It’s a new year. It’s also a new quarter for me at the university. While preparing for my next round of courses, I thought about a discussion I regularly have with the students in psychology. The conversation is about a therapist’s theoretical orientation. Let me explain.
Therapists are encouraged to understand the theoretical orientation they bring into the clinical setting. While treatment plans are based on the needs and goals of a client, each therapist has a natural tendency to understand people from a particular perspective. One way to think about it is the old nature versus nurture debate: is it nature or nurture that makes us who we are? Depending on the way a therapist answers this question, a therapist will interpret the client’s presentation of problems from a particular perspective or orientation. Knowing and understanding one’s theoretical orientation is very significant. On the positive side, a clinician’s theoretical orientation is a way to organize the therapist’s thinking about a client’s problem. On the negative side, a theoretical orientation can lead to bias – so it’s best to understand what it is in order to minimize that bias.
When teaching courses on theory, I always ask my students to explore what it means to be human. What is being human all about? Are we the product of genetics, or the environment, or are we limitless potential? How do people grow and develop? How do people change? The answers to these questions are part of a clinician’s theoretical orientation.
As I’ve thought about these questions, I’ve realized that the same questions lead us to an understanding of spirituality. An individual’s understanding of spirituality is based on beliefs about what it means to be human. Who are we? What’s life about? How do we grow? How do we change?
As I think about these questions, I return to the Judeo-Christian tradition. At heart, I believe human beings are a reflection of the Divine. The Hebrew book of Genesis begins by explaining that humanity was made in the image and likeness of God. Using a wonderful metaphor, another creation story (yes, there’s more than one creation story in the Bible!) from the book of Genesis describes the Creator breathing Divine life into the first human being. In other words, the life of God becomes the life of each person.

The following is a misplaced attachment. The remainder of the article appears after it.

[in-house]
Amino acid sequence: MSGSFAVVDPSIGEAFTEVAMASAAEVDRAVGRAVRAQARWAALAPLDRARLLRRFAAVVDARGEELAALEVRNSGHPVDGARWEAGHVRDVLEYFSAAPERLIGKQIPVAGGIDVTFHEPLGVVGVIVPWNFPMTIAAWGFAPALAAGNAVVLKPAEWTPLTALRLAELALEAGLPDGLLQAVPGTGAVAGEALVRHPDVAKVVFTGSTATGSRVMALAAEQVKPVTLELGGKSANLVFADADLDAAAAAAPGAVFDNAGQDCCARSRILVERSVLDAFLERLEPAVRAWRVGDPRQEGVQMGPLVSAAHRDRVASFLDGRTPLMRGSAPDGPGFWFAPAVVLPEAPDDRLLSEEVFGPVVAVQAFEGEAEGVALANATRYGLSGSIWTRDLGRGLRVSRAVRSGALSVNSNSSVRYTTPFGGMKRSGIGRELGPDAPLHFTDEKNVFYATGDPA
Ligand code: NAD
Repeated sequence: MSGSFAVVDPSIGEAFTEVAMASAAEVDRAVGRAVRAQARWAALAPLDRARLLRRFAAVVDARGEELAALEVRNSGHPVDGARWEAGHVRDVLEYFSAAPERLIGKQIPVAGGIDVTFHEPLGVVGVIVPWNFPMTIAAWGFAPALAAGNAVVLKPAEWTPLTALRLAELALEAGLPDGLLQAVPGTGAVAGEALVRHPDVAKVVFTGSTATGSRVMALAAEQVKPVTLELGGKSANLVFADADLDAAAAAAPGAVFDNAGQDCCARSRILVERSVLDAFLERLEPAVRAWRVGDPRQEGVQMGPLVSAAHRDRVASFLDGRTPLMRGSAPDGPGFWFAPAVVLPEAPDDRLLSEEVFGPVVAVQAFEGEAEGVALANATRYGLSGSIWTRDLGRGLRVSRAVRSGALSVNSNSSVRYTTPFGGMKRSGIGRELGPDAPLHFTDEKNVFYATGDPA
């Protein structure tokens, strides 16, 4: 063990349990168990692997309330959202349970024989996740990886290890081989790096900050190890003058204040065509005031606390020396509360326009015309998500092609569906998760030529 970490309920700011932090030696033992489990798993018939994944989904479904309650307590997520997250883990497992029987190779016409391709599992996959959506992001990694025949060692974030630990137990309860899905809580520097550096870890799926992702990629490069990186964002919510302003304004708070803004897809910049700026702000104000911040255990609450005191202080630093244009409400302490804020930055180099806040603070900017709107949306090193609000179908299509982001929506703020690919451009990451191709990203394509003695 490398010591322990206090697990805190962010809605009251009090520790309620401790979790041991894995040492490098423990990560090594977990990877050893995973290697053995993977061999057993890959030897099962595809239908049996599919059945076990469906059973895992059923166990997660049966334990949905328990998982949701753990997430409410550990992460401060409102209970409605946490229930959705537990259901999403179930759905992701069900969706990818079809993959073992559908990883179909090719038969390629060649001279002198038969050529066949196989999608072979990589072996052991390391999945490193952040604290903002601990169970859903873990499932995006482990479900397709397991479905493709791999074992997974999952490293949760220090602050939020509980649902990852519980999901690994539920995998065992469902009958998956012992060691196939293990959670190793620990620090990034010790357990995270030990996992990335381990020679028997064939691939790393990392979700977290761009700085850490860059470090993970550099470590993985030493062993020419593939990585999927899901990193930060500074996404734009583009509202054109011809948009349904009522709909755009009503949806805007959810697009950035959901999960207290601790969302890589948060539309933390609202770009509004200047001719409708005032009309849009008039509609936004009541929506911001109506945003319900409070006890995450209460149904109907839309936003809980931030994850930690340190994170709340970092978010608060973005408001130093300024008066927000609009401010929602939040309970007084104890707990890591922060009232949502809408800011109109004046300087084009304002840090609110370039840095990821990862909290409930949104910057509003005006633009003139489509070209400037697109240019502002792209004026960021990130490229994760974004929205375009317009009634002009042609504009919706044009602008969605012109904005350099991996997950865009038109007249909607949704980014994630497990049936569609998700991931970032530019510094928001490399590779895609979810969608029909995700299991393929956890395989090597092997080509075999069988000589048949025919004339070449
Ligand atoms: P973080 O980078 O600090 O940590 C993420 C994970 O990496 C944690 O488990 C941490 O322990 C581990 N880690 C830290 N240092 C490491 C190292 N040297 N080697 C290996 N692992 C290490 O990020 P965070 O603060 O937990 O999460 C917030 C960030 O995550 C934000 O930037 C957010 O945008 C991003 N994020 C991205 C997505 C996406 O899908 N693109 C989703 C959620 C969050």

I believe that the foundational aspect of being human is that human beings share the life of Divinity. This says a great deal about the dignity and fundamental goodness of each person. It is also an affirmation that our existence is based on a relationship with something beyond ourselves. Our very being is sustained by the relationship or interconnection we share with other people and with the other aspects of creation. Yes, because the breath of the Creator is our breath, we are fundamentally interconnected with everything in the universe by the Creator’s breath of life. For me, this is the foundation of sustainable spirituality.
Understanding sustainable spirituality means that we begin to consider the essence of humanity as being interconnected with all that exists. Sustainable spirituality recognizes that spirituality isn’t just about “my spirituality” but is rooted in the interconnection we share as human beings with the universe. This interconnection draws us out of the self-preoccupation sometimes associated with spirituality to a realization that we are sustained in and through a web of relationships with everyone and everything.
While it’s important for my students to consider their theoretical orientation as psychologists, it’s vital for us to consider what we believe about the nature of life and humanity. It’s those beliefs that form the foundation of an understanding of spirituality. To that end, I affirm that my life is fundamentally connected to and sustained by the web of relationships that form that universe. That’s part of what it means to be created in the image and likeness of the Divine.
© 2011, emerging by Lou Kavar, Ph.D.. All rights reserved.